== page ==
Careers, organisations, leadership and management are far from gender-neutral. So, in promoting women’s careers, there is a key question: how should we approach this and what should we focus on: on women? Gender? Gender difference? Gender equality? Career structures? Career paths? Or even men? It is a commonplace in both career development in organisations and in research on careers, to focus either on careers without thinking much about gender or on women’s careers, through mentoring, training or management development of women, but what is less common is seeing men and men’s careers as gendered and as problematized.
In bringing men into gender focus, in thinking about men as gendered, there are two main questions: how to think about men in relation to women’s careers and gender equality? (men as ‘objects’); and what can men do to support women’s careers? (men as ‘subjects’). In short, men are just as gendered as women. This means naming men as men [Jalna Hanmer], but also recognising unities and differences amongst men [Jeff Hearn & David Collinson]. Also, men are not essentially one thing, and men can be seen as different kinds of collectivities not only as individuals! Moreover, in many organisations man/men/male is still a model for management, and a norm for what is the formal and official ways of doing things in organisations [Joan Acker, Patricia Yancey Martin]. It means changing leadership, with broad tendencies for men to use transactional leadership, based on formal position, rather than transformational leadership. In many versions of leadership ”core elements of masculinity” sustain uneven gender relations [Jackie Ford], even if some forms of men’s leadership may appear less heroic, but still powerful. There is also the possibility of men’s non-oppressive, even profeminist, leadership.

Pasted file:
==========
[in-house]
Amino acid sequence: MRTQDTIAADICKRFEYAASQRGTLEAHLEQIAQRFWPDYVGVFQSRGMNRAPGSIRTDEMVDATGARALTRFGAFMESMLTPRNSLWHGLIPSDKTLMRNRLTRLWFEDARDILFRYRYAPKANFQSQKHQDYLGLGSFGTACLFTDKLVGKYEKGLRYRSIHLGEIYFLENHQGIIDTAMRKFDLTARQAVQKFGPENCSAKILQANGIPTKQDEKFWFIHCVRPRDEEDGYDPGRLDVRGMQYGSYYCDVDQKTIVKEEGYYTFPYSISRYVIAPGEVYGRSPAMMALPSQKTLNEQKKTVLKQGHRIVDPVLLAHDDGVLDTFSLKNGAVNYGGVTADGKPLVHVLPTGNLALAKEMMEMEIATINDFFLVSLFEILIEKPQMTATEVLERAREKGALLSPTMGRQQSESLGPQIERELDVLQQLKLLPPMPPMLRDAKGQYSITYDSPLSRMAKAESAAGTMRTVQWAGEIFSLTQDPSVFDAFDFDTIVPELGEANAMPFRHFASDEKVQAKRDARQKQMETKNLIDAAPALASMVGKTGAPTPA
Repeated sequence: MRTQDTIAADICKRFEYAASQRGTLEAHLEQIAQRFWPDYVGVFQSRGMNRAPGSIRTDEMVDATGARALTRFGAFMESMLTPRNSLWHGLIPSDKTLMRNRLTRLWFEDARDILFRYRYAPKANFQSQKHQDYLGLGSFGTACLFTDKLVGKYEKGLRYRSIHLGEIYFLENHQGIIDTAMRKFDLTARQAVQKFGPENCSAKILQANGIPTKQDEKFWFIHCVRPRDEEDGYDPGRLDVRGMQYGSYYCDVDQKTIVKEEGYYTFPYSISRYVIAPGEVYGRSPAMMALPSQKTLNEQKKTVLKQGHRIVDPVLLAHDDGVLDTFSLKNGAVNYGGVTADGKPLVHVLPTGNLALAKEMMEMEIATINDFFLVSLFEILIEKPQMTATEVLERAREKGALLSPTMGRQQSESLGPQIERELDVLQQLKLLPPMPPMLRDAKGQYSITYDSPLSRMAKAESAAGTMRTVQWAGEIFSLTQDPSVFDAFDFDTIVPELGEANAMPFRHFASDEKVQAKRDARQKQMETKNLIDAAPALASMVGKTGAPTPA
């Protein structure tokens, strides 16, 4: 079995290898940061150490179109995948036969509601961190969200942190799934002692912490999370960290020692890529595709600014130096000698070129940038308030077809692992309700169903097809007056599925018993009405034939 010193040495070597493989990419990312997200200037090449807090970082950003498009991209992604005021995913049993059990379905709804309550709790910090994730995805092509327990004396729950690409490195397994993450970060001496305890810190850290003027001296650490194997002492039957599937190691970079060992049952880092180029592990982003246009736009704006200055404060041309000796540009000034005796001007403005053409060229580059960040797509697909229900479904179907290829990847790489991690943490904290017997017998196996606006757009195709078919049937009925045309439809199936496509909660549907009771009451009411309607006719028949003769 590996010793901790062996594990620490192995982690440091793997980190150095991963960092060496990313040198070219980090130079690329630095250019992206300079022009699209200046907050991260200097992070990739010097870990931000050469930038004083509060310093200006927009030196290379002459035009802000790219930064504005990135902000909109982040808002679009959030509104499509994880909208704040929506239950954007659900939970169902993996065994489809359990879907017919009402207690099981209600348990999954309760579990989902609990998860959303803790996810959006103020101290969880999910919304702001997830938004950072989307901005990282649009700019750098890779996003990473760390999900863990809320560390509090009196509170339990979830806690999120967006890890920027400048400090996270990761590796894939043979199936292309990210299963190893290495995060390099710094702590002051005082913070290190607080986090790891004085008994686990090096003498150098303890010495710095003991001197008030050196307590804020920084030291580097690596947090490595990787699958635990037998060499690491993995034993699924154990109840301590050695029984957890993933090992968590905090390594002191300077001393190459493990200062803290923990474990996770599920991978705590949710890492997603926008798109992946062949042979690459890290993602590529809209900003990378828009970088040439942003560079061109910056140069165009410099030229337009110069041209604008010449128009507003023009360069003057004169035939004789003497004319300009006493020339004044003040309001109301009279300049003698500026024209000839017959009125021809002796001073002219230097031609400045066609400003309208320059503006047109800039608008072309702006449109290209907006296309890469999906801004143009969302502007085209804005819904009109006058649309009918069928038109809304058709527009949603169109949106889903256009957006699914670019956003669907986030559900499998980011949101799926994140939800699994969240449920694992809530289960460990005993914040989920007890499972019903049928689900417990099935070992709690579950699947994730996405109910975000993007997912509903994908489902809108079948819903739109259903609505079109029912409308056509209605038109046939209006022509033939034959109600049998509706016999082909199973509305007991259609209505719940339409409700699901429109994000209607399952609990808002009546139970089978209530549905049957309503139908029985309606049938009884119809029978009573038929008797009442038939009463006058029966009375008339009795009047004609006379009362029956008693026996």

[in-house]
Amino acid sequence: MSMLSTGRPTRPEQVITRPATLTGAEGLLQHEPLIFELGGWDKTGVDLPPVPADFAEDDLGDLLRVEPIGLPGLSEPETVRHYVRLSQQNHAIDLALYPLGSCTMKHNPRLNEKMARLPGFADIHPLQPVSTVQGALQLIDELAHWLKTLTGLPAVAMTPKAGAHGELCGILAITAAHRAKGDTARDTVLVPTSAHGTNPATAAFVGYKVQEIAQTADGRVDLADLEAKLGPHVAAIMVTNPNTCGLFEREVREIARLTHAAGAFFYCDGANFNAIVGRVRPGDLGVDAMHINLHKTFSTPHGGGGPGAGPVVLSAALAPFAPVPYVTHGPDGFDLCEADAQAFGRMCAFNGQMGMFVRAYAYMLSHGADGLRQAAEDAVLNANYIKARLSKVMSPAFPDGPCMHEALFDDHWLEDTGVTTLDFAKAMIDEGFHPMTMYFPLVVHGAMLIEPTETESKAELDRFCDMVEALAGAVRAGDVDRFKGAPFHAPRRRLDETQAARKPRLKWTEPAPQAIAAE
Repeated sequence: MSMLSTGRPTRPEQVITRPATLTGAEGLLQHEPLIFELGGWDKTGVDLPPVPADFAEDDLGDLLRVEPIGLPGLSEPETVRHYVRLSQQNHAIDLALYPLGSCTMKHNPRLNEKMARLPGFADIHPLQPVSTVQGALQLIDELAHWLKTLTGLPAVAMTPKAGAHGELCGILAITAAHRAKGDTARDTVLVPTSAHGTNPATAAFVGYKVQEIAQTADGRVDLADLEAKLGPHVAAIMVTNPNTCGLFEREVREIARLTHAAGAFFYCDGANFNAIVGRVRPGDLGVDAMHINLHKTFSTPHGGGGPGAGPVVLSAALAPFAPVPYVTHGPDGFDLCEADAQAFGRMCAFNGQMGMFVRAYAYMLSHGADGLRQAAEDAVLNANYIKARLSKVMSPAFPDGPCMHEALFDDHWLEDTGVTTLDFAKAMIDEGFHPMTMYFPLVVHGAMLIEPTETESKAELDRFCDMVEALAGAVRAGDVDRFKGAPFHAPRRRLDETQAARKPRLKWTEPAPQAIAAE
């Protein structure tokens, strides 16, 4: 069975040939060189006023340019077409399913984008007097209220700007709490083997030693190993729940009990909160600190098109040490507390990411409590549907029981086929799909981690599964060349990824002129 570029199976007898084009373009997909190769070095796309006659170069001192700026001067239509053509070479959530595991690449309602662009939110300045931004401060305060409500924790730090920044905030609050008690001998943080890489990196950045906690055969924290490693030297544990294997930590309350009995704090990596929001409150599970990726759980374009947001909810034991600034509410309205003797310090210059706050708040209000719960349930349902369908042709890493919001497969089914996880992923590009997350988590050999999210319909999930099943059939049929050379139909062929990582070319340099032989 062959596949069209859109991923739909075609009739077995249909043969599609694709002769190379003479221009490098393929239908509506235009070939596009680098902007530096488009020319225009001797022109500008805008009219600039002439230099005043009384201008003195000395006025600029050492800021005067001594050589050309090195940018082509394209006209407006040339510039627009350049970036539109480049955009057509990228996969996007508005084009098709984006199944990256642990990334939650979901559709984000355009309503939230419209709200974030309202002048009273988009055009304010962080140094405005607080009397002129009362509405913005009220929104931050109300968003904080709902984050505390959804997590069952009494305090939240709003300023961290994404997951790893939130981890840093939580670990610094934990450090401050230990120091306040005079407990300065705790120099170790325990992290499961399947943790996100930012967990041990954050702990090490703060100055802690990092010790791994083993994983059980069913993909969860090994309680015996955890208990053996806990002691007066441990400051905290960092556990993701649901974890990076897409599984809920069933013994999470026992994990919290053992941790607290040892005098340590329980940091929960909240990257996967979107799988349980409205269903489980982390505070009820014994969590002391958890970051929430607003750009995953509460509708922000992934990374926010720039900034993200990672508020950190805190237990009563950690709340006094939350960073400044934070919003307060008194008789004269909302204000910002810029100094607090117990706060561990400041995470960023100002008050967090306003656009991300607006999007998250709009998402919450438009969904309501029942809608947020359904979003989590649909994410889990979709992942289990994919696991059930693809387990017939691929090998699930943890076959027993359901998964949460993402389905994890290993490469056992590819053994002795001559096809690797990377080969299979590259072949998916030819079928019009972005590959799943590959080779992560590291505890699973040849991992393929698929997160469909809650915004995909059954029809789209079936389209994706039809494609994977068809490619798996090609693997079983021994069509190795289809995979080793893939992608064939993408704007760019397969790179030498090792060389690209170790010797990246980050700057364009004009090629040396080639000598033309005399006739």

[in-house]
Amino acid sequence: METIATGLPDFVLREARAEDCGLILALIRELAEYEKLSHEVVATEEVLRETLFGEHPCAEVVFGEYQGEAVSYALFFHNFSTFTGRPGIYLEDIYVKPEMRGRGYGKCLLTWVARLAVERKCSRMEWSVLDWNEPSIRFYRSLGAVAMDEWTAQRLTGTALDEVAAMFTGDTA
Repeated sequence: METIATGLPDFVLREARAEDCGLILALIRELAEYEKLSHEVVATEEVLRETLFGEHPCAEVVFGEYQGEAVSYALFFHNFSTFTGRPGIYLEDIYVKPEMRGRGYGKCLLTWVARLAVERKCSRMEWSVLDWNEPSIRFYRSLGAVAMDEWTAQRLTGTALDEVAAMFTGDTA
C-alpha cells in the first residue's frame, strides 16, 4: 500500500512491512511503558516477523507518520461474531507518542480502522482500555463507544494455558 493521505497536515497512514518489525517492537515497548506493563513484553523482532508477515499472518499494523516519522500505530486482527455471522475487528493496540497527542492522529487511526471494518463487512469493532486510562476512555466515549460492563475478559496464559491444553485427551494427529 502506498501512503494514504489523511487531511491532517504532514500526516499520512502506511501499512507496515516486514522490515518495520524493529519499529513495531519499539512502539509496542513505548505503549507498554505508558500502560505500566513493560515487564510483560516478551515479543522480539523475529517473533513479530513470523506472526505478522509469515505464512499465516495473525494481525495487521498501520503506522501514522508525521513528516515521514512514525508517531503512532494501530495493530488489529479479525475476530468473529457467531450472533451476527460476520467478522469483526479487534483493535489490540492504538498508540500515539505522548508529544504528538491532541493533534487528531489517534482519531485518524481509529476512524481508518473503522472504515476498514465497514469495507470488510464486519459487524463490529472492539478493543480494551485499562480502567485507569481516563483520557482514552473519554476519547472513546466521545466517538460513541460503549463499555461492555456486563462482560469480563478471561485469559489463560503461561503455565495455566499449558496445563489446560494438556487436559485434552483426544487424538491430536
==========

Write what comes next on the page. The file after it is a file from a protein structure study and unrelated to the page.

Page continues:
So, what have men to do with women’s careers and gender equality in workplaces? There are many different ways of being men in workplaces: not one masculinity, but many masculinities. These concern relations between menand women, and also relations between men. Masculinities are not fixed, but shift over time and place. Workplaces are places where various masculinities are (re)produced, for example, as authoritarian, paternalistic, careerist, or informal masculinities/managers [Collinson & Hearn], as well as other positions, such as father-managers [Hearn & Charlotta Niemistö], and new trends, such as towards more caring masculinities at work.
Men and men’s careers affect women’s careers and their promotion in many ways. Men can promote or impede women’s careers, can provide individual and collective support, and can initiate organisational interventions, and so on. Men can also have huge impacts on women’s careers, by simply doing nothing, as with so-called non-events [Liisa Husu], which may only be realized many years later. This can be done as managers, team leaders, colleagues, and also as friends, family, and partners. The impact can still be very important if men are not present and out of sight, even in all-women organisations or teams. This can involve both supporting women’s promotion in what might be called mainstream career paths, and working for changing the form of careers.
Men occupy very different positions in organisations, often with very different concerns about gender and gender equality: at the top, as privileged, in middle management, as team leaders, and in lower levels. So at each level, gender equality may or may not concern men for different reasons. In each position one can ask: why should they bother? Why should men become interested in, or avoid, gender equality? What should or could they do?